The Forest Ecology Network recently launched the Climate Change and Forest Restoration Campaign. FEN is calling for the Maine Woods to be designated a National Carbon Storage Forest.
The climate disaster is an unfolding catastrophe, which, unless we act now, will cause hardship, poverty, and misery for our children, grandchildren and those yet unborn.
The most recent scientific modeling, reports and analyses make past prediction seem mild. Jim Hansen, senior climate scientist for NASA, has stated that the level of greenhouse gases already in the atmosphere is above what is necessary “to preserve a planet similar to that which civilization developed and to which life is adapted.” Kevin Anderson, a climate scientist in the United Kingdom, has stated that “most of the climate targets debated by campaigners and politicians are fanciful at best, and dangerously misguided at worst.”
Scientists all across the country are gathering localized data that demonstrate the pervasive ecological disruptions already under way. Birds are moving north, the moose are dying in Minnesota, tree mortality has doubled in western forests, polar ice caps and continental glaciers are melting at unprecedented rates, and hurricanes, flooding, ice storms, etc., are all on the rise.
In Maine there is very little hard data on direct impact. However, I think we are all aware that the climate is changing. Why are we seeing turkey vultures or turtledoves farther north? Why is the gray squirrel replacing the red squirrel? Have the dying larch trees been weakened, like the western trees, so that they are less resistant to the sawfly? Why are the sugar maple and paper birch under so much stress? What has happened to all the moose that once roamed my land?
Forests already are responsible for absorbing about 20 percent of the excess carbon dioxide produced by burning fossil fuels. This percentage could be doubled easily if we stopped destroying forests and implemented restorative forest practices.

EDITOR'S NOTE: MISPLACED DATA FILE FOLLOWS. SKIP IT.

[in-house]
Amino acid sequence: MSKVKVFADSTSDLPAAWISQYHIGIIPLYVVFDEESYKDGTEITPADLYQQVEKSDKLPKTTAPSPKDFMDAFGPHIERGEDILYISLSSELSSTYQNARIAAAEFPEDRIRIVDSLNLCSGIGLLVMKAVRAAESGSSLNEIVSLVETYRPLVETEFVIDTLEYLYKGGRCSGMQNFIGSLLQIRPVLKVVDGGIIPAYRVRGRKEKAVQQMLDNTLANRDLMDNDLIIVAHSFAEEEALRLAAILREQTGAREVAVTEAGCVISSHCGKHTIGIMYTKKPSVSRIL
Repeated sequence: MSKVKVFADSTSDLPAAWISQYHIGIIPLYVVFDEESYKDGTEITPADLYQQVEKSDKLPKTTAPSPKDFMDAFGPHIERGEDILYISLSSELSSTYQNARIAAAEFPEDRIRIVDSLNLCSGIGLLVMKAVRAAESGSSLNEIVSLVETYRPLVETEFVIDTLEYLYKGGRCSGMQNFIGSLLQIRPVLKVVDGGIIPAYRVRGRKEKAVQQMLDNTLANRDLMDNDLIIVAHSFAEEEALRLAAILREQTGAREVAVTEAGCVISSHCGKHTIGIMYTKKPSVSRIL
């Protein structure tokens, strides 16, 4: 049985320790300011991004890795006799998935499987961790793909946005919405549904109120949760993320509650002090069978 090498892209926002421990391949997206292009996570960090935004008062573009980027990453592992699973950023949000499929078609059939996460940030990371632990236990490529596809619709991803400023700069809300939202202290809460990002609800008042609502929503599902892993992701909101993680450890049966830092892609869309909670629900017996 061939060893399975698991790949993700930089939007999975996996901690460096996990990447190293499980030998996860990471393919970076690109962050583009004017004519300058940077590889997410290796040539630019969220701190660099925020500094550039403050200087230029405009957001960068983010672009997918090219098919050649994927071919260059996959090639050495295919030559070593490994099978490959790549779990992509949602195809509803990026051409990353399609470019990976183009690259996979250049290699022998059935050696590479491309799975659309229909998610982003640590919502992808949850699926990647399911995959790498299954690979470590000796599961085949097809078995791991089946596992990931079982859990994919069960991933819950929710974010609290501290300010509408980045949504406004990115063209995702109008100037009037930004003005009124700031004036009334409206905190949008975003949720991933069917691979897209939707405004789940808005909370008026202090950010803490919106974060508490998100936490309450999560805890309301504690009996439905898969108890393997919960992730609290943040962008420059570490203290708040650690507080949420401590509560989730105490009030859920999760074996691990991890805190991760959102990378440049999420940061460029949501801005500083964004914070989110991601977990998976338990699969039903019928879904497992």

Maine, as the most forested state in the nation, has the potential to make a significant contribution. Maine forests represent the largest carbon sink on the Eastern Seaboard. To put this into perspective, Maine forests now store the equivalent of 86 years of Maine’s total annual carbon output or 216 years of our transportation sector output. Our 17.7 million acres of forests already have the capacity to store the annual carbon output of 35.5 million cars — about 17 percent of the nation’s total.
Implementing forest practices that increase storage could more than double the capacity. Clear-cutting and shelterwood harvests (as practiced in Maine — a 5- to 10-year clear-cut) would have to be replaced with selective harvests.
For 150 years, the Maine forests have been high graded (take the best, leave the worst), but to maximize carbon storage we need to do just the opposite — low grade. Transitioning toward more carbon-friendly forest practices will put more loggers and foresters back to work — a positive stimulus for the sagging Maine economy. It will result in a higher volume of saw log quality wood, which has a much longer carbon storage life span as construction materials.
The demand for our wood will increase as we shift away from steel, which requires 10 times the amount of energy to produce. There is a bright future ahead, but making the transition will not be easy and will require state and federal investments. However, when you look at the long-term impacts of climate change, the investment now is small in comparison. It is estimated that using forests for carbon storage actually is cheaper — $30 to $90 per ton — than constructing alternative energy technologies. But of course, we need to do both as well as conserve and reduce consumption, if we want to have a prayer of dealing with the climate crisis.
Designating the Maine Woods as a Carbon Storage Forest would be a model for the nation and a symbol to the rest of the world that the United States is serious about taking action. While some may be skeptics or think it is just too late, I remain an optimist. At the very least we owe it to future generations to try to mitigate the impacts of our ecologically unsustainable carbon lifestyle.
Jonathan Carter is director of the Forest Ecology Network.